General Energy System Development for All Sports

January 6, 2018 | Author: Anonymous | Category: Science, Health Science, Sports Medicine
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• Graduate of Miami University, B.S. Exercise Science • Certified Strength and Conditioning Specialist • Interned with the Strength and Conditioning Staff at Miami • Owner of Strive Training Located in Evendale, Ohio • Head Physical Preparation Coach of the Western Hills High School Football Team

Who am I?

• Many sport coaches don’t know how to properly organize and develop the physical preparation of their athletes. • The use of “conditioning” drills are implemented based on a lack of understanding of the bio-energetic demands of sport play. • A lack of an understanding of the energy systems.

The Challenge to Overcome

• To provide a general framework for developing the proper energy systems to meet the demands of specificity towards the attainment of sport mastery. • Presentation will focus more so on intermittent sports, but the concepts can be applied towards other bio-energetic demands.

The Goal

• “the process of training to become physically fit by a regimen of exercise, diet, and rest; also the resulting state of physical fitness.”(Merrian-Webster) • Not Singular. All encompassing. Skill Specific! • “Conditioning” is not about running multiple 300 repeats, but rather “conditioning” the body for sport play with respect to all aspects of attaining sport form. Physical Preparation, Technical/Tactical Preparation, Recovery/Regeneration, and Psychological.

What is “Conditioning?”

• The understanding of the bio-energetics of sport play and then implementing the gained knowledge to increase the body’s ability to produce energy, ATP, from the appropriate systems dictated by the sport’s demands.

What is Energy System Training?

• Alactic Anaerobic- Creatine Phosphate and ATP, 1-10 Seconds • Lactic Anaerobic- Glucose and Lactate, 10 Seconds 1 minute • Aerobic-With Oxygen, Glucose, Fat, and Amino Acids, 1+ minute • It should be noted that at no point is one energy system acting alone. The above only serves to point at what the dominate contributing factor is.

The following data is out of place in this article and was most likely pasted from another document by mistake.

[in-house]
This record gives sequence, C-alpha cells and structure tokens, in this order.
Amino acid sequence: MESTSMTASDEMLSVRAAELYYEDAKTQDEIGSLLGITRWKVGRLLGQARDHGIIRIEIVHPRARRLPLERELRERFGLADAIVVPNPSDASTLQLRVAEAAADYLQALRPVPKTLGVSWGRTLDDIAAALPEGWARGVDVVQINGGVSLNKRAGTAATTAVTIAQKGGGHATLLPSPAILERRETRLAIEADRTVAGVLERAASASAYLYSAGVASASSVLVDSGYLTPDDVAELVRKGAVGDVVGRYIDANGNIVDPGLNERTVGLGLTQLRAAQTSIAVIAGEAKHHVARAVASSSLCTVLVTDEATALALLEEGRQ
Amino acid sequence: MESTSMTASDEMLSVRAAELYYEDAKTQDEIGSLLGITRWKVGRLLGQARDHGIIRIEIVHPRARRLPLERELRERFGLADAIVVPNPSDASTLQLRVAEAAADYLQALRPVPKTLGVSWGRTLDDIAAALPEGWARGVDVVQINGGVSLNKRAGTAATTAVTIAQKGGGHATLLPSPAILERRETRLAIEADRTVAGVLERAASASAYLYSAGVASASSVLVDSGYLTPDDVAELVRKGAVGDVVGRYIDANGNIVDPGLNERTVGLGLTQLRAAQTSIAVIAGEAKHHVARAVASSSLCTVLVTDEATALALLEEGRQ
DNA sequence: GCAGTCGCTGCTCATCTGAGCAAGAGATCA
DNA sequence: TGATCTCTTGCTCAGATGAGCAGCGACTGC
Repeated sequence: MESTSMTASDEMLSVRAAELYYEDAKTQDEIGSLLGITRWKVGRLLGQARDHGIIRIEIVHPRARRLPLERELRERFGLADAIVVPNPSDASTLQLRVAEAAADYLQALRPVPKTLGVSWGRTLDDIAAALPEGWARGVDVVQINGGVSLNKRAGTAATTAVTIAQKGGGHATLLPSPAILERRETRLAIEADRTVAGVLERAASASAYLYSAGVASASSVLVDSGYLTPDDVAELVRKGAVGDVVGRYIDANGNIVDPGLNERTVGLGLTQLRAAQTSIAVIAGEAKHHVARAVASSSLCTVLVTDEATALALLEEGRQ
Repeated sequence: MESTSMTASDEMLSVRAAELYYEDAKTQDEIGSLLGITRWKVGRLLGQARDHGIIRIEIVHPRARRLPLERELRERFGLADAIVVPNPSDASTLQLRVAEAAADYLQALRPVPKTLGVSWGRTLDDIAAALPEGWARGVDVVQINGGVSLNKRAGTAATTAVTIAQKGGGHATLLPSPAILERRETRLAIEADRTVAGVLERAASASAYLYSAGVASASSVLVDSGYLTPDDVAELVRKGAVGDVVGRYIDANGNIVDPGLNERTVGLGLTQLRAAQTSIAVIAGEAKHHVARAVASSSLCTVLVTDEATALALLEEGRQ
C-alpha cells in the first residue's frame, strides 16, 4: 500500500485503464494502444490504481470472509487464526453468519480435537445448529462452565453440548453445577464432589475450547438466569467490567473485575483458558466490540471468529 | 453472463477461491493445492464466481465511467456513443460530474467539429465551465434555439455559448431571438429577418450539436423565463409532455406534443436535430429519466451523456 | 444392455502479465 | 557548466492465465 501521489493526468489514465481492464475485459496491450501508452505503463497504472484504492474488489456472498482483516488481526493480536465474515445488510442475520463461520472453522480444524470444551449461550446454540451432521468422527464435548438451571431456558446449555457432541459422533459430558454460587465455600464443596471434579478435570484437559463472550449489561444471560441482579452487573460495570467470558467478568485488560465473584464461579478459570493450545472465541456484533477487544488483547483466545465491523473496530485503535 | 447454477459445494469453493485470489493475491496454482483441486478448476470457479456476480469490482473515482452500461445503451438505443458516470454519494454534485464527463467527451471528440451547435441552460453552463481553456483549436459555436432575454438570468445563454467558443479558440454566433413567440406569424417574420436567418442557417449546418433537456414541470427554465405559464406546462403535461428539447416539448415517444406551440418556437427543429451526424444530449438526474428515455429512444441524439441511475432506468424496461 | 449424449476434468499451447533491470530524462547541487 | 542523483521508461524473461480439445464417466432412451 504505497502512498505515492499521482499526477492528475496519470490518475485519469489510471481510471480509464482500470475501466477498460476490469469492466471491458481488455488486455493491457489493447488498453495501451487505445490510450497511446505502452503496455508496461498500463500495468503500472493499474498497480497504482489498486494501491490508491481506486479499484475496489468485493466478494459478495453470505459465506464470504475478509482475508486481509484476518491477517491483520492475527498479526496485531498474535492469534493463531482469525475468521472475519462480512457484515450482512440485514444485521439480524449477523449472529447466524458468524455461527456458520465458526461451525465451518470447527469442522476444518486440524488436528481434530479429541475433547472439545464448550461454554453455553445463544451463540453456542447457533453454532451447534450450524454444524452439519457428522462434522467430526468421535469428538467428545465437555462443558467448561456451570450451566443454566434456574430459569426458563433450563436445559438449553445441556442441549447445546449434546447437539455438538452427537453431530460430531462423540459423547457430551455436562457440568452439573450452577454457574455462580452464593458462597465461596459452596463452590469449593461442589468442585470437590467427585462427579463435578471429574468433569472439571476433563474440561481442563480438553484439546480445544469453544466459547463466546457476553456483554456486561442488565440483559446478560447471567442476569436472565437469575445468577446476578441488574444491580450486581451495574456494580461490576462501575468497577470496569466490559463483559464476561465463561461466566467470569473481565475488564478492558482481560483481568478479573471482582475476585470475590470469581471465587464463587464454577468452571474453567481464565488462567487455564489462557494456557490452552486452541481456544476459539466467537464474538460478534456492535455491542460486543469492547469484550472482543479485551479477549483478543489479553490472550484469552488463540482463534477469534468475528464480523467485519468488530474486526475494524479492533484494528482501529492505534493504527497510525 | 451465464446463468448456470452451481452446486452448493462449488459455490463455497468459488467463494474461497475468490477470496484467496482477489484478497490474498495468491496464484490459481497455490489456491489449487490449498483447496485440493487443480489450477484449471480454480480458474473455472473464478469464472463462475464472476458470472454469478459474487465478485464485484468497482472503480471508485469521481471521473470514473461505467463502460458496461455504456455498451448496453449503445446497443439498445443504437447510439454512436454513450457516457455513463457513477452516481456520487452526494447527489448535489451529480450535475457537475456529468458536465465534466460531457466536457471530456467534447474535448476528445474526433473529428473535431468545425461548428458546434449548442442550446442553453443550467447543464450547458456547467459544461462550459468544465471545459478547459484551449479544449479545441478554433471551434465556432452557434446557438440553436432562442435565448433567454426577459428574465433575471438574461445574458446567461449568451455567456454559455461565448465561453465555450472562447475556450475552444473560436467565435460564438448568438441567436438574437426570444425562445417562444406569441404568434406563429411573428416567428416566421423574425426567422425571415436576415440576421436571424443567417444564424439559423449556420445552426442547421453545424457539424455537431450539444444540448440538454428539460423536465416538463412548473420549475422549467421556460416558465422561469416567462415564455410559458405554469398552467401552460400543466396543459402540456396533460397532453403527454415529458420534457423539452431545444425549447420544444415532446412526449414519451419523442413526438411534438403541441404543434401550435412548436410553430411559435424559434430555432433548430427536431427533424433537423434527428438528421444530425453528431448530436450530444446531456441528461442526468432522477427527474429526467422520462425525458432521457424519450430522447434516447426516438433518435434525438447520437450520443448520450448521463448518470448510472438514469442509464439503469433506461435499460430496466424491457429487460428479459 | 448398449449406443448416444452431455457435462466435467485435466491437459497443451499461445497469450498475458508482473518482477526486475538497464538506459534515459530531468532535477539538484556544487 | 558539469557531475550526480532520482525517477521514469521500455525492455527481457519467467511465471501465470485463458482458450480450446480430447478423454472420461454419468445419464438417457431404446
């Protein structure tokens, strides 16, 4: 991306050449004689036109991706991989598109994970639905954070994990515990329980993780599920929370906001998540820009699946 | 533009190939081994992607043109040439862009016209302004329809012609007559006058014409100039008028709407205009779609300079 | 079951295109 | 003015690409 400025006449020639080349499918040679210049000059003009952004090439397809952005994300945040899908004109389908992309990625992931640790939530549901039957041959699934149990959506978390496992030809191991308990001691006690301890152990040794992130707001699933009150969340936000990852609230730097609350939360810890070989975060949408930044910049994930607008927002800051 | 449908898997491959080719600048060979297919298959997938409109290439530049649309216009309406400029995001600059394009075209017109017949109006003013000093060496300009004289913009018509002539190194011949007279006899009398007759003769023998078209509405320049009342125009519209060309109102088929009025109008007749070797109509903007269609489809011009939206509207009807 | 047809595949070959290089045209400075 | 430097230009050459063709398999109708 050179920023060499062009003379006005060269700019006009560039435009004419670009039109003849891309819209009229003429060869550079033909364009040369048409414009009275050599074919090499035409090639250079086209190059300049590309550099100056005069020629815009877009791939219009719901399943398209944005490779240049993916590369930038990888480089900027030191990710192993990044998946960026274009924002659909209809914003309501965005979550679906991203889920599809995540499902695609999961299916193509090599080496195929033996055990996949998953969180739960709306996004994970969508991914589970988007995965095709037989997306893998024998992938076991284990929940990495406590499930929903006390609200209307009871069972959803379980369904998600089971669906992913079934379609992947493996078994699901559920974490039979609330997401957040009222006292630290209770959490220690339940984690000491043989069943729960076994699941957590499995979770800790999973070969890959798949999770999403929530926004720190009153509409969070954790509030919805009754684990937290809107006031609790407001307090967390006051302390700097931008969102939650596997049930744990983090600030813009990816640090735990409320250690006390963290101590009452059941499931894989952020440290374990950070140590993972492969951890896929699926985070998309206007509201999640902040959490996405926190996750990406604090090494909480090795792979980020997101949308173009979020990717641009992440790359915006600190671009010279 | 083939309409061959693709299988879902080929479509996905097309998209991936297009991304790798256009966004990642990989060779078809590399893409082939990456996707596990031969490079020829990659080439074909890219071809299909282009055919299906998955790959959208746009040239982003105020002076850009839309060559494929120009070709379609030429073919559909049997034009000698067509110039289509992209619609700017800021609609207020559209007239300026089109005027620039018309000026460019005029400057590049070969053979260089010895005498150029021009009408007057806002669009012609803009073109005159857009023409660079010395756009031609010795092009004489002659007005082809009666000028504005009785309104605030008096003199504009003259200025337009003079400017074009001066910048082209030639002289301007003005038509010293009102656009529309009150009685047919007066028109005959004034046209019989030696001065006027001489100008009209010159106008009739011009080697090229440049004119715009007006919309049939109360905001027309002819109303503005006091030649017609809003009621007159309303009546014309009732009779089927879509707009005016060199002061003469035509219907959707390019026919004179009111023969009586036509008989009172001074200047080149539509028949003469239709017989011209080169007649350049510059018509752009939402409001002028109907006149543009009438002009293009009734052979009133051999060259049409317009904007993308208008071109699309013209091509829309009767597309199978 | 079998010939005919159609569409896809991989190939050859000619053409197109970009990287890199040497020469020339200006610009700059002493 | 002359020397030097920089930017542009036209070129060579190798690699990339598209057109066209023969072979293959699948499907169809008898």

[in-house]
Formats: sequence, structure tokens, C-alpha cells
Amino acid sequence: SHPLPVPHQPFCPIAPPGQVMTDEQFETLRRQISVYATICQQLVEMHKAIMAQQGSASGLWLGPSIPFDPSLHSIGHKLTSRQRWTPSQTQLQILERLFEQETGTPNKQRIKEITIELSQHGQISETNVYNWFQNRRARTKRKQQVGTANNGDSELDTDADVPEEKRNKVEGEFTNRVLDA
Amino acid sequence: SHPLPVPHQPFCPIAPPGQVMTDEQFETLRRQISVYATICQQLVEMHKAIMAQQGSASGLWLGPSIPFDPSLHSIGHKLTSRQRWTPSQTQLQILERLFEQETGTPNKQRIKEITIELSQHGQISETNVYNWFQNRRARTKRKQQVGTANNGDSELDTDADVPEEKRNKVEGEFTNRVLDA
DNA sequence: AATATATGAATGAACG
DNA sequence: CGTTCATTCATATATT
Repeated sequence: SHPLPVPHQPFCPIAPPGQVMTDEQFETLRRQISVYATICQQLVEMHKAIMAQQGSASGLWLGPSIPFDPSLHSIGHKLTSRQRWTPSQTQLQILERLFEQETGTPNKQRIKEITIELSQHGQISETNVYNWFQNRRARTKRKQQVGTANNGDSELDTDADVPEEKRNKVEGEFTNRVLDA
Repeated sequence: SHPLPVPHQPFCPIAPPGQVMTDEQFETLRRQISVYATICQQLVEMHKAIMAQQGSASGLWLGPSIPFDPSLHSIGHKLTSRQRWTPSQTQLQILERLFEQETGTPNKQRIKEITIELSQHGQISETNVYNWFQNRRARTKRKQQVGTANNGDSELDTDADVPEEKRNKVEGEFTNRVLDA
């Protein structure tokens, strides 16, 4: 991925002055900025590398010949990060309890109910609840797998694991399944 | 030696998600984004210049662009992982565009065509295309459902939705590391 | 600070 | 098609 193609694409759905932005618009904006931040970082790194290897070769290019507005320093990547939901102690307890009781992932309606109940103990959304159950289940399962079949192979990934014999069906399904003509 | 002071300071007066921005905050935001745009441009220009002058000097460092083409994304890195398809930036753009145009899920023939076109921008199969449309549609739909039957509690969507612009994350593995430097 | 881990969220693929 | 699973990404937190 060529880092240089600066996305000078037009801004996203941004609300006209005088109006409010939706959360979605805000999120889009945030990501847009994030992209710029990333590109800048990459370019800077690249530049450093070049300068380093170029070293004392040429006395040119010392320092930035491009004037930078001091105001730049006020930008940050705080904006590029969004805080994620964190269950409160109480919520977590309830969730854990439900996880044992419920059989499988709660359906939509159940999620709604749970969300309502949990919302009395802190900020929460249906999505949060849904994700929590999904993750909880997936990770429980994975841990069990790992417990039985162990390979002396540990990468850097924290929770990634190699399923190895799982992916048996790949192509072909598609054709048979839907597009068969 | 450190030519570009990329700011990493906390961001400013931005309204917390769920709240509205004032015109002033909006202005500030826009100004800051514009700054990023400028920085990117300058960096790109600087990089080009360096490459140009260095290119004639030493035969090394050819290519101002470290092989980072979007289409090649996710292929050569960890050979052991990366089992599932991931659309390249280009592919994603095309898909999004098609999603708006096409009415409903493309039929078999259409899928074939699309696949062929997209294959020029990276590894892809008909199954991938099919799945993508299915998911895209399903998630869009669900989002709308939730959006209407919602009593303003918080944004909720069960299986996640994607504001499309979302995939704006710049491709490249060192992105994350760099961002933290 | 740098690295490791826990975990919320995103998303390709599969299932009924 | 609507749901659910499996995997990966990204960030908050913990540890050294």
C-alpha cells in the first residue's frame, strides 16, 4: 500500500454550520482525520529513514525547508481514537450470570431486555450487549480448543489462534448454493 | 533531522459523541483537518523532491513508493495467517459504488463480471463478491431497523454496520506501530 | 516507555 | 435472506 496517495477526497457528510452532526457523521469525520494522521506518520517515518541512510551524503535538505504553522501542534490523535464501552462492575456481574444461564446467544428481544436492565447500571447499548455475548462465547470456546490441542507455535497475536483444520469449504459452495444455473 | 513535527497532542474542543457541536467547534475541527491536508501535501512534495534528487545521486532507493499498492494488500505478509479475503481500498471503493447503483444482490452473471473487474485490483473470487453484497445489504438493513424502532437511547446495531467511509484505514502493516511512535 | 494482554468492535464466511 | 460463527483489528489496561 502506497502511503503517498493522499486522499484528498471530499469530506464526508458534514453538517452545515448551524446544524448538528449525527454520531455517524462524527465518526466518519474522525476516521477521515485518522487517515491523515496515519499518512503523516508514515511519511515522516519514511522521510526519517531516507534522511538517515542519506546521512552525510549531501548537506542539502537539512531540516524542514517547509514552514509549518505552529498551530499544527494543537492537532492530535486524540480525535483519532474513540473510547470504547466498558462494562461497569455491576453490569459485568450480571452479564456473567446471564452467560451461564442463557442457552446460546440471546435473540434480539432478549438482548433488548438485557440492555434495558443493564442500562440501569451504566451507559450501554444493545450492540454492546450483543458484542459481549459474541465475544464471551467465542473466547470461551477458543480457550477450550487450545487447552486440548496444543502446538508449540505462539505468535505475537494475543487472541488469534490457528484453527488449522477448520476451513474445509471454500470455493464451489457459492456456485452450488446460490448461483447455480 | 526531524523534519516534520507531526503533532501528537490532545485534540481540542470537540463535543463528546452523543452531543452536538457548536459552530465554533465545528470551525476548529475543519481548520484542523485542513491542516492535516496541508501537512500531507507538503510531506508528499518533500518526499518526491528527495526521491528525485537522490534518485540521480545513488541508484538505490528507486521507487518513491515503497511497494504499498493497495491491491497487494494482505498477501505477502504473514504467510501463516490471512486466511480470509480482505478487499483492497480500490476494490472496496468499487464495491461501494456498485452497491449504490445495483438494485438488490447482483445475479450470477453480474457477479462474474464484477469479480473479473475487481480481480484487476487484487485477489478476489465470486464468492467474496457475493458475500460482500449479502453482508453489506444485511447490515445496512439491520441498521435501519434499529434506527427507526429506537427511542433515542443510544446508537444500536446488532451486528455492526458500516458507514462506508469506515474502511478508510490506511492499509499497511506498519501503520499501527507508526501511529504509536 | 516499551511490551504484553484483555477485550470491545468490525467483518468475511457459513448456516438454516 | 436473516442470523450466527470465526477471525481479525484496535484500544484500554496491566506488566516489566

What are the Energy Systems?

• Alactic Anaerobic-Provide energy for short explosive actions through the use of stored ATP and ATP produced from Creatine Phosphate

The Primary Aims of the Systems

• Lactate Anaerobic- Provide energy for activity of moderate to high intensity for moderation durations. • Energy is produced through the breakdown of glucose. • Leads to the accumulation of Hydrogen which is thought to cause fatigue. (Lactic) Threshold.

The Primary Aims of the Systems

• Aerobic- Energy is produced with the aid of Oxygen via the breakdown of glucose, fat, and amino acids. • Used in Prolonged Activity. • Primary energy system at rest.

The Primary Aims of the Systems

• Different sports require the energy systems to show themselves in various ways. • Capacity/Supply- The ability to produce a high amount of energy for a prolonged period of time from the desired energy system • Power/Utilization- The ability to produce, at a high rate, the energy needed.

Demands of the Energy Systems

• • • •

Alactic-Anaerobic: Football, Weightlifting, Baseball Lactic-Anaerobic: Hockey, Wrestling. Aerobic: Cycling, Cross Country As already stated, most sports demand energy from multiple systems.

Relation to Sport Disciplines

• No one energy system is producing all of the needed fuel at one time. • Demands call for a change in dominance. • If an action is short duration than the Alactic-Anaerobic system is producing the most energy. Etc.

Fluctuations in Dominate Systems

• In High Intensity Interval Sports, the shift occurs due to a reduction in the high intensity systems, CNS Output, Muscle Contractile Velocity/Force, and Available Energy Stores. • Thus, not only does alactic capacity and power need to be developed, but so to does an appropriate level of aerobic capacity and power to maintain as close to the same level of performance as possible.

Fluctuations in Dominate Systems Continued

• Another Benefit: In High Intensity Sports, an adequately developed aerobic system serves to regenerate ATP-PC, as well as promote an increase in the rate of blood and oxygen delivery to the muscles during rest.

Fluctuations in Dominate Systems Continued

• Promote recovery in HIIS and raise fitness levels • Means: Tempo Runs at below 70% MHR (Capacity), ~75% MHR (Power). • Means: Reduced Rest Periods • Means: Active Recovery during rest periods. • Jump Rope, Callisthenics, Low Intensity Accessory Work

Developing the Aerobic System for HIIS

• In aerobic sports, like marathons for example, some anaerobic development will allow for short bursts of high intensity action to ‘make the final push.’

Fluctuations in Dominate Systems Continued

• Raise the ability to produce energy anaerobically ‘just enough.” • Means: Short Sprints, Interval Sprints • Means: Weight Training with
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